by Chris Nomjov
March 27 has been fixed as the date for hearing of a suit filed by Yemi Osinbajo, the presidential running mate of the All Progressives Congress (APC), challenging the legality of a damaging documentary by the African Independent Television (AIT) and the Nigerian Television Authority (NTA). This is the ruling of a Federal High Court in Lagos.
Justice James Tsoho, the Trial Judge, had earlier barred AIT and NTA from further broadcast of the documentary pending the hearing and determination of the suit. Osinbajo, a professor of law and Senior Advocate of Nigeria (SAN), had filed the suit through his lawyer, Femi Falana (SAN), contending that the airing of the said documentary was against his fundamental rights.
As at when the case was brought up on Friday, Falana told the court that the two defendants had been served, and that he was ready to come back for hearing. AIT was not represented by any lawyer, while Anthony Okochu represented NTA. Okochu confirmed that the processes in the matter had been served on his client and that he needed time to respond to the suit. The matter was consequently adjourned to March 27 for hearing, after all the necessary processes must have been filed and served.
While granting the interim order, Justice Tsoho had ordered AIT, NTA and any other broadcast station under the control of the Broadcasting Organisation of Nigeria (BON), not to air the said video until the determination of the substantive suit. Osinbajo, in the suit, had complained to the court that the ruling Peoples Democratic Party (PDP), having adjudged him a threat, sponsored documentaries to cause him disaffection in the eye of the public.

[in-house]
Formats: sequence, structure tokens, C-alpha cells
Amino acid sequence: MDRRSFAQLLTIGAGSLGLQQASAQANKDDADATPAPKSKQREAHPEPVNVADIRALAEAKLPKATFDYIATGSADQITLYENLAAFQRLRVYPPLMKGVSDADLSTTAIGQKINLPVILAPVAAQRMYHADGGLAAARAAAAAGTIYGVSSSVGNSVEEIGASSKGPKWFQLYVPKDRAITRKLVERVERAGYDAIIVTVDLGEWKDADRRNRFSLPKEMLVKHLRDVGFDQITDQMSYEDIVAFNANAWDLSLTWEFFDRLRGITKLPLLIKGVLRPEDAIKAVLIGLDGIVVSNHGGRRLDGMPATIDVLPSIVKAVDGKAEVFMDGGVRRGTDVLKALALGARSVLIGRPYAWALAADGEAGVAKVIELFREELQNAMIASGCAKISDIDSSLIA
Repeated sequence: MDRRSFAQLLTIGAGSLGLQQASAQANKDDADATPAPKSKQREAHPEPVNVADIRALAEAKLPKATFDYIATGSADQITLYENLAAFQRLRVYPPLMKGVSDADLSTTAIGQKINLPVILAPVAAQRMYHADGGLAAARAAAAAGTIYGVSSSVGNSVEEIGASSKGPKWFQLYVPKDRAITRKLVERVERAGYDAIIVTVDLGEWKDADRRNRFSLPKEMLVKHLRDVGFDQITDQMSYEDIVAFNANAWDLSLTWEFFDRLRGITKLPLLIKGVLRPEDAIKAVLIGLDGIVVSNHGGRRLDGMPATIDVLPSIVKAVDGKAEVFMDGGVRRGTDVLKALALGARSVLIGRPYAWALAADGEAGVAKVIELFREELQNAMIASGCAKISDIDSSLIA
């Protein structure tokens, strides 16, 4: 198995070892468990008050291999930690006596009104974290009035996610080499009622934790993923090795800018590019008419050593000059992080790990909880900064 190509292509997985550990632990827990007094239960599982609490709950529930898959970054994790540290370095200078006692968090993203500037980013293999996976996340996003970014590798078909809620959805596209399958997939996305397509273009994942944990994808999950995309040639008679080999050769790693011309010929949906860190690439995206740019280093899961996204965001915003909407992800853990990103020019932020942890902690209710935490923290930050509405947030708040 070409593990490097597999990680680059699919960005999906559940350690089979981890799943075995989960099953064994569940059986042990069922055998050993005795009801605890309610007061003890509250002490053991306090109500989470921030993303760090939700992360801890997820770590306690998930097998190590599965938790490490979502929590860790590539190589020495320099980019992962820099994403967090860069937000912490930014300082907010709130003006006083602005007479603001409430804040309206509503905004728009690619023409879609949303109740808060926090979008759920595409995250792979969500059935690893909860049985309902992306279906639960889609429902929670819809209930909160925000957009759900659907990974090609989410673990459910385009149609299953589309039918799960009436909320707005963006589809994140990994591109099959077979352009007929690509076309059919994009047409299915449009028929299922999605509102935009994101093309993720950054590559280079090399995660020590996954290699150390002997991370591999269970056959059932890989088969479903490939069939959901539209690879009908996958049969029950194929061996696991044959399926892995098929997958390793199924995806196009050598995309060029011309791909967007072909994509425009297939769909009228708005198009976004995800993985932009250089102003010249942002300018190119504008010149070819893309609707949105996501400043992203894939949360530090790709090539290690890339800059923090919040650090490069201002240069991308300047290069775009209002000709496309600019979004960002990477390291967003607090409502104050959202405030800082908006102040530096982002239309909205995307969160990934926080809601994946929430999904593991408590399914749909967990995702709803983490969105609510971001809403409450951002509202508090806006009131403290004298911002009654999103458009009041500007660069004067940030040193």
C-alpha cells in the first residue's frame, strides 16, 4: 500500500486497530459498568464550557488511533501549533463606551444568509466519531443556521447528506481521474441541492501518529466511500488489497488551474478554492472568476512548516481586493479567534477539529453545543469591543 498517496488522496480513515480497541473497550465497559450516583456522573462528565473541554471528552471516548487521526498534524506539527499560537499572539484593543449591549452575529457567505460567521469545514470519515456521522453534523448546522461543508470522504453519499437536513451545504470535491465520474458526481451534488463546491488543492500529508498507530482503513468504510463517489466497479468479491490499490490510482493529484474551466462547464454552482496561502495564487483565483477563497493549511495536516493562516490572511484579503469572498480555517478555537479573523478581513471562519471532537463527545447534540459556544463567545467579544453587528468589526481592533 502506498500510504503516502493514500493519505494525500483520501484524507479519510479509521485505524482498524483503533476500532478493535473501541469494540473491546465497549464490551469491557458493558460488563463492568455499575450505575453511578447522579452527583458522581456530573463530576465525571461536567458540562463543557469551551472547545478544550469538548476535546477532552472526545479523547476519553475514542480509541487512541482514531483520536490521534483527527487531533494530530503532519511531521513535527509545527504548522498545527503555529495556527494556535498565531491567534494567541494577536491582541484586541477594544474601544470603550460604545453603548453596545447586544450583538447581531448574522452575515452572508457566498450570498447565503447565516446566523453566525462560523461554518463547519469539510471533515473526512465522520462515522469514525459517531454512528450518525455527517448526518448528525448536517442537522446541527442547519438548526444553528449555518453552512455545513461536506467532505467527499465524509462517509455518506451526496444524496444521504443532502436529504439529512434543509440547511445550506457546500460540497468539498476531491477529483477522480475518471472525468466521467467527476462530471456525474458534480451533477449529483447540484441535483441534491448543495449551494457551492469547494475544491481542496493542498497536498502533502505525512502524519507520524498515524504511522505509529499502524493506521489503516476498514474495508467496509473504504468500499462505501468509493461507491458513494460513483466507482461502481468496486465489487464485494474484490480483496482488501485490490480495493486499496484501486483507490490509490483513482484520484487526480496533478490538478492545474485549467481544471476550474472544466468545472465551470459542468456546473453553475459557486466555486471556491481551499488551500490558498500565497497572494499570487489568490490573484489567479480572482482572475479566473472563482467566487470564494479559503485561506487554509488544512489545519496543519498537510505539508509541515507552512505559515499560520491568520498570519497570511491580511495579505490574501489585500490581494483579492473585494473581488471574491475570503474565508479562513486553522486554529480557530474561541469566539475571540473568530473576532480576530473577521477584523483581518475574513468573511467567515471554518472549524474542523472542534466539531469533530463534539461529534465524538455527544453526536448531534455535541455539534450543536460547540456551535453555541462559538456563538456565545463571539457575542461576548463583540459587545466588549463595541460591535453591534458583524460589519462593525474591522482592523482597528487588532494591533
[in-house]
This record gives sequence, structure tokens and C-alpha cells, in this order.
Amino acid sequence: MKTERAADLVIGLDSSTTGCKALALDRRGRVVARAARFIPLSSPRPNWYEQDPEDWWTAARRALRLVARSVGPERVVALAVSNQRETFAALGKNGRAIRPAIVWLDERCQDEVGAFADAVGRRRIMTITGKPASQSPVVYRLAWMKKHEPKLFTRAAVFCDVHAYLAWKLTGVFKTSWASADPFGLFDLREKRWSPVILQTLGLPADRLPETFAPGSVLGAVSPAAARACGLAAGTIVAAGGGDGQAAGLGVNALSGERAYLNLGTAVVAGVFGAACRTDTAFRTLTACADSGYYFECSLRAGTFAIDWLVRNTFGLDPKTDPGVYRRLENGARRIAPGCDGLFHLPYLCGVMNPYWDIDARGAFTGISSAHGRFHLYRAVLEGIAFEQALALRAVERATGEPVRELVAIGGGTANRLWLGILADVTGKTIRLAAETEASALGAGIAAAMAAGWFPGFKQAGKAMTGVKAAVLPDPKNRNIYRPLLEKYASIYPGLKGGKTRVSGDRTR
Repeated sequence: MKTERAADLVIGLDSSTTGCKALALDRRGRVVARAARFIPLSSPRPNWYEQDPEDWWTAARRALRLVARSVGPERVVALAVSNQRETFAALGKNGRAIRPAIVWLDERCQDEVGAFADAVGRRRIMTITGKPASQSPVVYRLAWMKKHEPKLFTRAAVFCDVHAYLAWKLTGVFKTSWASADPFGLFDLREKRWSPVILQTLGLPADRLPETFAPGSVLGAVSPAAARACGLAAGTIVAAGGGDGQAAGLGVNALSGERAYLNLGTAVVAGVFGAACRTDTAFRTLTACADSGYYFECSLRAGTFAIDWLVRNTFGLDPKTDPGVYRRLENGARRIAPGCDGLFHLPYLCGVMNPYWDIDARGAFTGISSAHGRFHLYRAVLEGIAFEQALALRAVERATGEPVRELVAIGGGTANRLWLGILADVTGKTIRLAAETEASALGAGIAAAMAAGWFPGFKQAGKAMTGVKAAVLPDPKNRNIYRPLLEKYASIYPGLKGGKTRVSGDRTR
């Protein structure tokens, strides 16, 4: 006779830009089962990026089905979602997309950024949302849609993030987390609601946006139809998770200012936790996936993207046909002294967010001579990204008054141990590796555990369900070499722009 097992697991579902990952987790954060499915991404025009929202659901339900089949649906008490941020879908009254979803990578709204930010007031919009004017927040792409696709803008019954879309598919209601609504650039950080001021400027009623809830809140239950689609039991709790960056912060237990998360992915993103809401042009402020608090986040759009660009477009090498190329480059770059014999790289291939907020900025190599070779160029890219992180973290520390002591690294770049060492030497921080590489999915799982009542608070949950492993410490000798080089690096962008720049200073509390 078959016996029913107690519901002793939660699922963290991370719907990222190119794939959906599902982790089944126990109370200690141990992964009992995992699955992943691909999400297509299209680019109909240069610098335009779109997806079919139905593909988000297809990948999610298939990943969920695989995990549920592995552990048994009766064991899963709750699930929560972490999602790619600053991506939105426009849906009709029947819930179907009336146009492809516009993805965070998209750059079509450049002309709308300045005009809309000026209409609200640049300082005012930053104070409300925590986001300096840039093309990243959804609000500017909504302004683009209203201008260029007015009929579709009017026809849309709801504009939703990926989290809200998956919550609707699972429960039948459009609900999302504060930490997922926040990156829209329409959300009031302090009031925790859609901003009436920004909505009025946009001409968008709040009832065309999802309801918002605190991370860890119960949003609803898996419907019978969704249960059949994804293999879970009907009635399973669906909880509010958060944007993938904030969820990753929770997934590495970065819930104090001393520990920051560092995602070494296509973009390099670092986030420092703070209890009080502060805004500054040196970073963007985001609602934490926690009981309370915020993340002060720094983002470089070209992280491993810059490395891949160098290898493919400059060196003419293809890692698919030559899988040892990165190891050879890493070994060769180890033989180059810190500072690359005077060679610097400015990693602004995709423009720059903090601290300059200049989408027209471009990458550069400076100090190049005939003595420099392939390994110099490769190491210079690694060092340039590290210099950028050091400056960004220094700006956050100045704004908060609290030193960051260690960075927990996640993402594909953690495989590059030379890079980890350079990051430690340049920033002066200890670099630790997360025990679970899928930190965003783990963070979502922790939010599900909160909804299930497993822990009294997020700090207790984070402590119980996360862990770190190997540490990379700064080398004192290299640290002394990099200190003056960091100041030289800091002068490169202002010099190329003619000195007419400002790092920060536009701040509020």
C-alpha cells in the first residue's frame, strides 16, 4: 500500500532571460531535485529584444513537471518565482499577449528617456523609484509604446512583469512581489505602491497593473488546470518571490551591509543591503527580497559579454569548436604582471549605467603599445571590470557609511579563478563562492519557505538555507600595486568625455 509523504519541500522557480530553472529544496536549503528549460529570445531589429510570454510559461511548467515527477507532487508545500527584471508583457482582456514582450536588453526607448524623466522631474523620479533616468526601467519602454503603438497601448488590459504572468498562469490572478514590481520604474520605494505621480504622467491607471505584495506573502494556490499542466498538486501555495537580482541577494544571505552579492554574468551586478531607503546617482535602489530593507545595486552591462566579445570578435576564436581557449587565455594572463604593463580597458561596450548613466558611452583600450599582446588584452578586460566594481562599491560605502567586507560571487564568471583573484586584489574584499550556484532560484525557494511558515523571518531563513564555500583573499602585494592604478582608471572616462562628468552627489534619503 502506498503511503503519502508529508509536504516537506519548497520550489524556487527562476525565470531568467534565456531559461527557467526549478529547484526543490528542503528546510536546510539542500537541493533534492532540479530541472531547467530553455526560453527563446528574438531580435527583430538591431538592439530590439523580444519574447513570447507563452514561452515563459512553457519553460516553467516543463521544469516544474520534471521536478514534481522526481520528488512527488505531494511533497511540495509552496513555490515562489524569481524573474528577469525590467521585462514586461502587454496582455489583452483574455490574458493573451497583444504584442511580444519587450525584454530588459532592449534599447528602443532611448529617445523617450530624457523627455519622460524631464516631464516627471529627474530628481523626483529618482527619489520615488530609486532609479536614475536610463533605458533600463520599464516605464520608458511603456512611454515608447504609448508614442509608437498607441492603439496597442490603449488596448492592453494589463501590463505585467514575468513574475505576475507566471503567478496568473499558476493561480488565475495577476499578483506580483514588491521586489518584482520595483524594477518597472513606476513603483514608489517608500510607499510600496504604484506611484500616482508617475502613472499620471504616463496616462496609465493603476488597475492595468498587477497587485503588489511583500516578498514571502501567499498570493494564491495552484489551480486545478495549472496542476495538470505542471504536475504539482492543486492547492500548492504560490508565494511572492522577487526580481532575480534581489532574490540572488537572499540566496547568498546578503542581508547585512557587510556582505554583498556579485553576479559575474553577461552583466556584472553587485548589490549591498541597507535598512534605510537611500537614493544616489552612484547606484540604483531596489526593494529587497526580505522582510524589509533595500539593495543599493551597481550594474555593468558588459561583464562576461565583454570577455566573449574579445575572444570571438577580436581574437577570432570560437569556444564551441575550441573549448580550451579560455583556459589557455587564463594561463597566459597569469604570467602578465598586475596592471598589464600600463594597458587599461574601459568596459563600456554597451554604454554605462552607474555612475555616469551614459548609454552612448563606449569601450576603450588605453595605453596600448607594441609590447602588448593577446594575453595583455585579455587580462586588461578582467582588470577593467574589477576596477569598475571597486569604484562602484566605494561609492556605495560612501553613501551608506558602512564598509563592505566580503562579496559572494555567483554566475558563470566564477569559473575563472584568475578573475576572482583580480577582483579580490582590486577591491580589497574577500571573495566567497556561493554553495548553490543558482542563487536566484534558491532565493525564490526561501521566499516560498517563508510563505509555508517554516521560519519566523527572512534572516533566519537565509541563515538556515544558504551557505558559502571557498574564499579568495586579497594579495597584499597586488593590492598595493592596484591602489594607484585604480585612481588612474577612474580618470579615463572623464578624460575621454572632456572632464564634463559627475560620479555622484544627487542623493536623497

In the paste few weeks, AIT and NTA had been airing a documentary detailing the “atrocities” of Muhammadu Buhari, the APC presidential candidate, The stations also had a similar documentary on a national leader of the APC, Asiwaju Bola Tinubu, chronicling series of alleged financial misconduct about him. Osinbajo maintained that the said documentaries, which allegedly contained untrue information and injurious falsehoods, constitute a personal attack on his person.
He argued that the videos were being aired in violation of his fundamental human right to dignity of human person, right to privacy and family virtue and right to life and/or livelihood as protected by Sections 33, 34 and 37 of the 1999 Constitution. He had therefore prayed Tsoho for an order of interim injunction restraining AIT, NTA and any other broadcast stations under the control of BON from further disseminating and broadcasting the damaging videos.
“Unless the respondents are restrained in the manner requested in this application, damages will be grossly inadequate to compensate or redress the unquantifiable, unwarranted and malicious damage to the applicant’ right to dignity of human person, right to livelihood and privacy guaranteed and protected under Sections 33, 34 and 37 of the 1999 Constitution of the FeDeal Republic of Nigeria.